I can't figure out the simple approach to eliminate double counts from sequences when $\frac{n}{2}>k>\frac{n}{6}$. Suppose $n=6$ and $k=3$, with naive combinatorial approach we will double count sequence {1,1,1,6,6,6} (one time for a 1, and one time for a 6). How could we eliminate those? – Denis Bazhenov Jul 7 '12 at 11:38
@DenisBazhenov I haven't thought the whole thing through because this is a rather complex computational problem. But with regard to sequences like (1,1,1,6,6,6) I think this sextuple maps to the triplet (1,1,6). The first element is special because it is replicated n-5 times whereas permuting the other replicate sequences are indistinguishable. – Michael Chernick Jul 7 '12 at 12:37

For a fair die the probability that a particular side comes up on a roll is $1/6$. If you roll the die $n$ times the number of times that side comes up is binomial with success probability $1/6$. So for any $m$ the probability that the side occurs more than $m$ times is

$$\sum_{k=m+1}^n {n \choose k} \left(\tfrac{1}{6}\right)^k \left(\tfrac{5}{6}\right)^{n-k}$$

where ${n \choose k}= \frac{n!}{k! (n-k)!}$ (the number of ways to choose $k$ items out of $n$). In this case take $m = \lceil\frac{n}{6}\rceil$ where $\lceil r \rceil$ denotes the smallest integer greater than or equal to r.

share|cite|improve this answer
Binomial is about number of successes in sequence of experiments where we have only two outcomes. And this is perfectly fit if I need to calculate the probability of $any fixed$ side of a dice. But I need to calculate the probability that no side of a dice will come up more than $k$ times. I guess I was a little bit confusing about subject of question, sorry :) – Denis Bazhenov Jul 7 '12 at 0:12
I don't care that you have six outcomes. I dichotomized. If you want to know how many times the side with 1 dot comes up you have p=1/6 as the probability that a 1 dot come up on any roll of the DIE (die is singular, dice is plural)and 5/6 is the probability that some other value comes up. So if you are asking about the chance for any specified side my answer is correct. – Michael Chernick Jul 7 '12 at 1:35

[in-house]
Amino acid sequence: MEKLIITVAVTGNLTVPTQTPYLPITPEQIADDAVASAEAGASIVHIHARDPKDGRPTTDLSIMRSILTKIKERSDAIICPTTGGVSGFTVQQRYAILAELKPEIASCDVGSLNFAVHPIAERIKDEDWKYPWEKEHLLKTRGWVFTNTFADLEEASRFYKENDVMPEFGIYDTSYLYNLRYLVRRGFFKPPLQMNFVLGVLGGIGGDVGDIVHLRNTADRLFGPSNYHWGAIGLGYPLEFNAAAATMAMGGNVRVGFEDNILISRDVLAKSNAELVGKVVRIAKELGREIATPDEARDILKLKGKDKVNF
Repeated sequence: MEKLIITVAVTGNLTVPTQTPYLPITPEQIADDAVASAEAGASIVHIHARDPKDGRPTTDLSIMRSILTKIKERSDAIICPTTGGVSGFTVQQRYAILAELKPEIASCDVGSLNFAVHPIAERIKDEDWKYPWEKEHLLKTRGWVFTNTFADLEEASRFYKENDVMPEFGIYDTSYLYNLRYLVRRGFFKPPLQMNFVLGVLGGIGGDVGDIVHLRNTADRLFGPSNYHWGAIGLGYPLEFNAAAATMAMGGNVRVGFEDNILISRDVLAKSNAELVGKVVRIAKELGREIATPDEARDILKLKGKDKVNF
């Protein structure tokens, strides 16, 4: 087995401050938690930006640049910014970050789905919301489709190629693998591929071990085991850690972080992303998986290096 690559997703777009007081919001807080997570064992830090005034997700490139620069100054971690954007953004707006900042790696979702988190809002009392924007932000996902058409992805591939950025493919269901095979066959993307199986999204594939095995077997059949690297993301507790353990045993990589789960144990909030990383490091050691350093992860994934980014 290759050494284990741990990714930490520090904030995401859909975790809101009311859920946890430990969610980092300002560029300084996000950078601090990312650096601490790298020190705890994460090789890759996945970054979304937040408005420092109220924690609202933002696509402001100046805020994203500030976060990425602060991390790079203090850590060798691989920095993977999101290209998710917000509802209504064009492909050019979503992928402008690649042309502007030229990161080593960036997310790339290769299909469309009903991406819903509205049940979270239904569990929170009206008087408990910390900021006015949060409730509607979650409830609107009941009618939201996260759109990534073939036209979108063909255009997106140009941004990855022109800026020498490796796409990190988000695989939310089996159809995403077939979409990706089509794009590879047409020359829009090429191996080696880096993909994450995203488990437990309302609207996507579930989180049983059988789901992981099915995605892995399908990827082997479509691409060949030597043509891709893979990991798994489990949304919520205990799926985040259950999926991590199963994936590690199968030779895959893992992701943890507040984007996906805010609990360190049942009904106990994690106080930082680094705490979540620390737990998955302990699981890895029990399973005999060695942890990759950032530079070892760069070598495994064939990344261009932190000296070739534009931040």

Yes, I understand that provided solution is correct for the any single side of the die. But it's not the case. – Denis Bazhenov Jul 7 '12 at 9:09
up vote 0 down vote accepted

I guess I figured it out. It turns out that this is computationally complex problem, but the idea is based on the multinomial distribution.

Multinomial distribution is generalization of Binomial distribution on the cases when you have arbitrary number of outcomes with fixed probabilities in each round. When the probabilities of outcomes are uniformly distributed we can write probability mass function as follows:

$$\frac{L!}{\prod_{i=1}^n{\left[x_i!\right]}} n^{-\sum_{i=1}^{n}{x_i}}$$

where, $L$ — number of die rolls, $n = 6$ number of equally alike outcomes and $x$ is outcome vector with $i$th element stands for how much times $i$th outcome has been seen. Mathematically speaking:

$$x \in \mathbb{N}^n \mid \sum_{i=1}^{n}{x_i}=L$$

The problem then is to find set of all possible outcome vectors $\mathrm{X}$ that:

$$\forall x_i \in x \space x_i \leq k$$

This is clearly computational problem, but when we know the set of matching outcome vectors $X$ then we can calculate overall probability that no side of a dice will come up greater than $k$ times

$$ \sum_{x \in X}\left[ {\frac{L!}{\prod_{i=1}^n{\left[x_i!\right]}}n^{-\sum_{i=1}^{n}{x_i}} }\right] $$

share|cite|improve this answer

Your Answer


By posting your answer, you agree to the privacy policy and terms of service.

Not the answer you're looking for? Browse other questions tagged or ask your own question.